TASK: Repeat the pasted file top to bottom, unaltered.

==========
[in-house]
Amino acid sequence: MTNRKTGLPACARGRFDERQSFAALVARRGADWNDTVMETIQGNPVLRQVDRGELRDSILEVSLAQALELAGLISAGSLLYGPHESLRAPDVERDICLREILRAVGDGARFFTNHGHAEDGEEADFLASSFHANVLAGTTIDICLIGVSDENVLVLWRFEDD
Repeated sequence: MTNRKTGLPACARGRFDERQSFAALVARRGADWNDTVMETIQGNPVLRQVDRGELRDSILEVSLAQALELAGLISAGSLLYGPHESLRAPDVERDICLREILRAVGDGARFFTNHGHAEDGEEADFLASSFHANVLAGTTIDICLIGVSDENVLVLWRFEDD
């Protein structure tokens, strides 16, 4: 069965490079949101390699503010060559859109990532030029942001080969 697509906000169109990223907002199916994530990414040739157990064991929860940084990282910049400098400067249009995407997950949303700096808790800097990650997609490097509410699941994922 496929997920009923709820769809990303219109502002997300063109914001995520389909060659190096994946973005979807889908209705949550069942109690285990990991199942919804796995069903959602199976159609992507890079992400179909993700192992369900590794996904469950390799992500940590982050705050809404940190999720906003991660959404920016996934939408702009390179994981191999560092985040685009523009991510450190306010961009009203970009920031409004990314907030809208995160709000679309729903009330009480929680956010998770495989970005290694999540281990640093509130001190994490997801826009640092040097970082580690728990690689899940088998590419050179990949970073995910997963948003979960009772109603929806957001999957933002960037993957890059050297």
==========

[in-house]
Amino acid sequence: MTNRKTGLPACARGRFDERQSFAALVARRGADWNDTVMETIQGNPVLRQVDRGELRDSILEVSLAQALELAGLISAGSLLYGPHESLRAPDVERDICLREILRAVGDGARFFTNHGHAEDGEEADFLASSFHANVLAGTTIDICLIGVSDENVLVLWRFEDD
Repeated sequence: MTNRKTGLPACARGRFDERQSFAALVARRGADWNDTVMETIQGNPVLRQVDRGELRDSILEVSLAQALELAGLISAGSLLYGPHESLRAPDVERDICLREILRAVGDGARFFTNHGHAEDGEEADFLASSFHANVLAGTTIDICLIGVSDENVLVLWRFEDD
């Protein structure tokens, strides 16, 4: 069965490079949101390699503010060559859109990532030029942001080969 697509906000169109990223907002199916994530990414040739157990064991929860940084990282910049400098400067249009995407997950949303700096808790800097990650997609490097509410699941994922 496929997920009923709820769809990303219109502002997300063109914001995520389909060659190096994946973005979807889908209705949550069942109690285990990991199942919804796995069903959602199976159609992507890079992400179909993700192992369900590794996904469950390799992500940590982050705050809404940190999720906003991660959404920016996934939408702009390179994981191999560092985040685009523009991510450190306010961009009203970009920031409004990314907030809208995160709000679309729903009330009480929680956010998770495989970005290694999540281990640093509130001190994490997801826009640092040097970082580690728990690689899940088998590419050179990949970073995910997963948003979960009772109603929806957001999957933002960037993957890059050297």